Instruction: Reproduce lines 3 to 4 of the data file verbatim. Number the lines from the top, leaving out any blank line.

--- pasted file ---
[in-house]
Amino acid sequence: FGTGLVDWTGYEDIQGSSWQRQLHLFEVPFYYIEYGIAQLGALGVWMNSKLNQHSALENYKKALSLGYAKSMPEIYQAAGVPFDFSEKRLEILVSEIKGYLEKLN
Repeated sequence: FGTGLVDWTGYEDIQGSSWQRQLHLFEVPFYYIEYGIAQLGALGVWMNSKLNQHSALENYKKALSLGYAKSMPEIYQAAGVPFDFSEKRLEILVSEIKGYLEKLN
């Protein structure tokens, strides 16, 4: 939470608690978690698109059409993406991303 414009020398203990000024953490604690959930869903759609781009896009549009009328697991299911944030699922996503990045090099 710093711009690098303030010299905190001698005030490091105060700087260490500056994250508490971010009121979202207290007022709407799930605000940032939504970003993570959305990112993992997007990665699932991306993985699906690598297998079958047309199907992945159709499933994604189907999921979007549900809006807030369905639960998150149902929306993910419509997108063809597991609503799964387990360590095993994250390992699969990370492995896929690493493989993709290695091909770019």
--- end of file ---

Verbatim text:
Repeated sequence: FGTGLVDWTGYEDIQGSSWQRQLHLFEVPFYYIEYGIAQLGALGVWMNSKLNQHSALENYKKALSLGYAKSMPEIYQAAGVPFDFSEKRLEILVSEIKGYLEKLN
């Protein structure tokens, strides 16, 4: 939470608690978690698109059409993406991303 414009020398203990000024953490604690959930869903759609781009896009549009009328697991299911944030699922996503990045090099 710093711009690098303030010299905190001698005030490091105060700087260490500056994250508490971010009121979202207290007022709407799930605000940032939504970003993570959305990112993992997007990665699932991306993985699906690598297998079958047309199907992945159709499933994604189907999921979007549900809006807030369905639960998150149902929306993910419509997108063809597991609503799964387990360590095993994250390992699969990370492995896929690493493989993709290695091909770019």